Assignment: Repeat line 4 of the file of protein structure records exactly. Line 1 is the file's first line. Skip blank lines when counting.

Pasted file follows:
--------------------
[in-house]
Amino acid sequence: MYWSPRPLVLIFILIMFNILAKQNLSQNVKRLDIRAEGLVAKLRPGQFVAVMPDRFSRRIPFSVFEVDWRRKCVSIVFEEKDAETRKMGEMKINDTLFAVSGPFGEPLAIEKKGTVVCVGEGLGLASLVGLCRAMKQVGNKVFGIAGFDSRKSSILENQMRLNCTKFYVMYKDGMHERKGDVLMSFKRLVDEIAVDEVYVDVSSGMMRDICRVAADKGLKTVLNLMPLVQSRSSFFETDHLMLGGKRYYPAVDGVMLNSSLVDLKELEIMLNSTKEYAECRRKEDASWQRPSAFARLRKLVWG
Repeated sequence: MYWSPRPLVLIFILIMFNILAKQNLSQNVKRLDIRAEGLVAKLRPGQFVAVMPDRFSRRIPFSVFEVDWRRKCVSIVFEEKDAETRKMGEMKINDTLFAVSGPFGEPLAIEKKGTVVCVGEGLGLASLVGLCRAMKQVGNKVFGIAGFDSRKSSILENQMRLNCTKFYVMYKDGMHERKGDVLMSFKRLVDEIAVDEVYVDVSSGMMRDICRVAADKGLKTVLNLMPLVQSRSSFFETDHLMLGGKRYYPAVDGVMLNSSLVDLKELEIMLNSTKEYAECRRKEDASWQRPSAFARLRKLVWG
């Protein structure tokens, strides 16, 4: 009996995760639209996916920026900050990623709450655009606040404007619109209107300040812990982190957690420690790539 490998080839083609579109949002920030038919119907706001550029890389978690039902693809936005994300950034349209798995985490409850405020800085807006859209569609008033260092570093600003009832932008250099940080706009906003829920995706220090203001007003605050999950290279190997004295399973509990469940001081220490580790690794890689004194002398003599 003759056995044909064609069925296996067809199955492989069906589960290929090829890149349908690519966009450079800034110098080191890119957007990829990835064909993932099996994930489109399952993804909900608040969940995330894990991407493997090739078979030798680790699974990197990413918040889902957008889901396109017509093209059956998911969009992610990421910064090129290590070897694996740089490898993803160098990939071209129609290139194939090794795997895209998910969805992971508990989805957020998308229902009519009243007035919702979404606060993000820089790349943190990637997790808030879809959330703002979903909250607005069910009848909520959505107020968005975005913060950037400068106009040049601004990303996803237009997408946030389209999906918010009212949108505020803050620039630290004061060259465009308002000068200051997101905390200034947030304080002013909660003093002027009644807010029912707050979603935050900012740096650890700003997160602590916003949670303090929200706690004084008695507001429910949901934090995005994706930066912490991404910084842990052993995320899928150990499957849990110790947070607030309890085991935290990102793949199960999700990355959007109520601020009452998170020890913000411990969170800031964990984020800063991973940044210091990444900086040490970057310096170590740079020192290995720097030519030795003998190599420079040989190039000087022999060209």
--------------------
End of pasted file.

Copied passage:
């Protein structure tokens, strides 16, 4: 009996995760639209996916920026900050990623709450655009606040404007619109209107300040812990982190957690420690790539 490998080839083609579109949002920030038919119907706001550029890389978690039902693809936005994300950034349209798995985490409850405020800085807006859209569609008033260092570093600003009832932008250099940080706009906003829920995706220090203001007003605050999950290279190997004295399973509990469940001081220490580790690794890689004194002398003599 003759056995044909064609069925296996067809199955492989069906589960290929090829890149349908690519966009450079800034110098080191890119957007990829990835064909993932099996994930489109399952993804909900608040969940995330894990991407493997090739078979030798680790699974990197990413918040889902957008889901396109017509093209059956998911969009992610990421910064090129290590070897694996740089490898993803160098990939071209129609290139194939090794795997895209998910969805992971508990989805957020998308229902009519009243007035919702979404606060993000820089790349943190990637997790808030879809959330703002979903909250607005069910009848909520959505107020968005975005913060950037400068106009040049601004990303996803237009997408946030389209999906918010009212949108505020803050620039630290004061060259465009308002000068200051997101905390200034947030304080002013909660003093002027009644807010029912707050979603935050900012740096650890700003997160602590916003949670303090929200706690004084008695507001429910949901934090995005994706930066912490991404910084842990052993995320899928150990499957849990110790947070607030309890085991935290990102793949199960999700990355959007109520601020009452998170020890913000411990969170800031964990984020800063991973940044210091990444900086040490970057310096170590740079020192290995720097030519030795003998190599420079040989190039000087022999060209």